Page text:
However, the report also shows that, in some areas, progress is insufficient to meet the Agenda’s goals and targets by 2030. This is especially true for the most disadvantaged and marginalized groups. Youth are three times more likely to be unemployed than adults. Less than half of all children and adolescents meet minimum standards in reading and mathematics. In 2015, 2.3 billion people still lacked even a basic level of sanitation service and 892 million people continued to practise open defecation. Close to 1 billion mostly rural people still lack electricity. In sub-Saharan Africa, the HIV incidence among women of reproductive age is 10 times the global average. Nine out of 10 people living in cities breathe polluted air. And, while some forms of discrimination against women and girls are declining, gender inequality continues to hold women back and deprives them of basic rights and opportunities.

Conflict, climate change and growing inequalities add additional challenges. After a prolonged decline, the number of undernourished people rose from 777 million in 2015 to 815 million in 2016, mainly due to conflicts and drought and disasters linked to climate change. In 2017, the North Atlantic hurricane season was the most costly ever, and the past five-year average global temperature is the highest on record.

Without evidence of where we stand now we cannot confidently chart our path forward in realizing the Sustainable Development Goals. To that end, this report also reflects on the challenges faced in the collection, processing, analysis and dissemination of reliable, timely, accessible and sufficiently disaggregated data, and calls for better evidence-based policymaking. Today’s technology makes it possible to collate the data we need to keep the promise to leave no one behind. But, we need political leadership, resources and commitment to use the tools now available.

With just 12 years left to the 2030 deadline, we must inject a sense of urgency. Achieving the 2030 Agenda requires immediate and accelerated actions by countries along with collaborative partnerships among governments and stakeholders at all levels. This ambitious Agenda necessitates profound change that goes beyond business as usual. In doing its part, the United Nations has launched reform initiatives to reposition the United Nations development system to deliver on the 2030 Agenda. The objective is to be more effective, cohesive and accountable. We stand ready to work with all Member States to make the Sustainable Development Goals a reality for everyone, everywhere.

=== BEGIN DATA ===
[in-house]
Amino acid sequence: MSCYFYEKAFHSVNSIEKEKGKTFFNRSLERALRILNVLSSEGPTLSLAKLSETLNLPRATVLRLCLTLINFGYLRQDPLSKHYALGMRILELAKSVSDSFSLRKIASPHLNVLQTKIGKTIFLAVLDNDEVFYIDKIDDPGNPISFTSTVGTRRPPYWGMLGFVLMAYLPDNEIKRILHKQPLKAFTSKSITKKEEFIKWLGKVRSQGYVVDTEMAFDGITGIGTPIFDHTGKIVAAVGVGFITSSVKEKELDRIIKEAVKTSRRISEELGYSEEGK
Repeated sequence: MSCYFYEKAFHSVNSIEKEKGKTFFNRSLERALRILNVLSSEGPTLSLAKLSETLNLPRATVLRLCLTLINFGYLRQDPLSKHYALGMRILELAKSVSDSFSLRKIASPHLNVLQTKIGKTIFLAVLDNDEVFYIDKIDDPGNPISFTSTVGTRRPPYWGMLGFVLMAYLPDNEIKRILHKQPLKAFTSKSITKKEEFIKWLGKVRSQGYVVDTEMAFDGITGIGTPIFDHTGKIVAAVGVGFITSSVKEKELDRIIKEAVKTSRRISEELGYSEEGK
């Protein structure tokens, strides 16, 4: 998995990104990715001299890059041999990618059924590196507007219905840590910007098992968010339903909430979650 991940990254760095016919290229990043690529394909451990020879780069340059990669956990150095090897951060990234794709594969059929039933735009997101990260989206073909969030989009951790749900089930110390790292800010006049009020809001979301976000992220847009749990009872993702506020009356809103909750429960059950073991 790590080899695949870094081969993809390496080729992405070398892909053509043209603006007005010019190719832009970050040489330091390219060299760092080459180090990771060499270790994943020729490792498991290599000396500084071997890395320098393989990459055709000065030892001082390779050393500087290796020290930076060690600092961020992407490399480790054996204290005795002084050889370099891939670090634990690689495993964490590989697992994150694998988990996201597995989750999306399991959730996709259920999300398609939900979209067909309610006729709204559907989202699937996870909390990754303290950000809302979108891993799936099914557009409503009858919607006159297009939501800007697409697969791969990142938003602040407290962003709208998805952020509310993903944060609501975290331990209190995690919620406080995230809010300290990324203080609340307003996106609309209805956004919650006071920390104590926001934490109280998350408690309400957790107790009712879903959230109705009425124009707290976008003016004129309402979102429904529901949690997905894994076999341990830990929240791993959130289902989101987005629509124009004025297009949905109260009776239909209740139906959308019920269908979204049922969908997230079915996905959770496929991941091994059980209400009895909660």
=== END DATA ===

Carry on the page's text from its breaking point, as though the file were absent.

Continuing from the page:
Source: António Guterres Secretary-General, United Nations See teh fuull report at https://unstats.un.org/sdgs/report/2018/
    • Get the SG’s progress report 2018

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Kategorien: english

How are the SDGs changing evaluation practice: The case of Costa Rica

11. August 2018 - 0:51

Karsten Weitzenegger is contracted by German Institute for Development Evaluation (DEval) to carry out a meta-evaluation of poverty-related reports done in Costa Rica recently. The meta-analysis will serve to systematize achievements, favorable and unfavorable factors and recommendations in relation to the objective of the fight against poverty.

During the period 2015-2017, Costa Rica has made important articulation efforts under a multidimensional approach to the implementation of the SDGs; however, despite the progress made, the country faces challenges in terms of establishing long-term strategies to face international and domestic challenges.

FOCEVAL (Fomento de Capacidades en Evaluación en Costa Rica y países seleccionados de América Latina), different elements have been developed that can be used for evaluation in the context of the 2030 Agenda: participatory evaluation, multi-actor platform, meta-evaluation, etc.

The meta-analysis will include the evaluations carried out in Costa Rica to date that are relevant to the SDGs related to the priority item “Fight against poverty” (SDG 1, 2, 3, 4, 5, 8, 10 , 16). A part of these evaluations were carried out within the framework of the National Evaluation Agenda, others as pilot evaluations during the first phase of FOCEVAL, others by DESAF, the Millennium Development Goals Achievement Fund (MDG-F) and organizations of the United Nations. A set of 25 relevant and available evaluation reports is considered.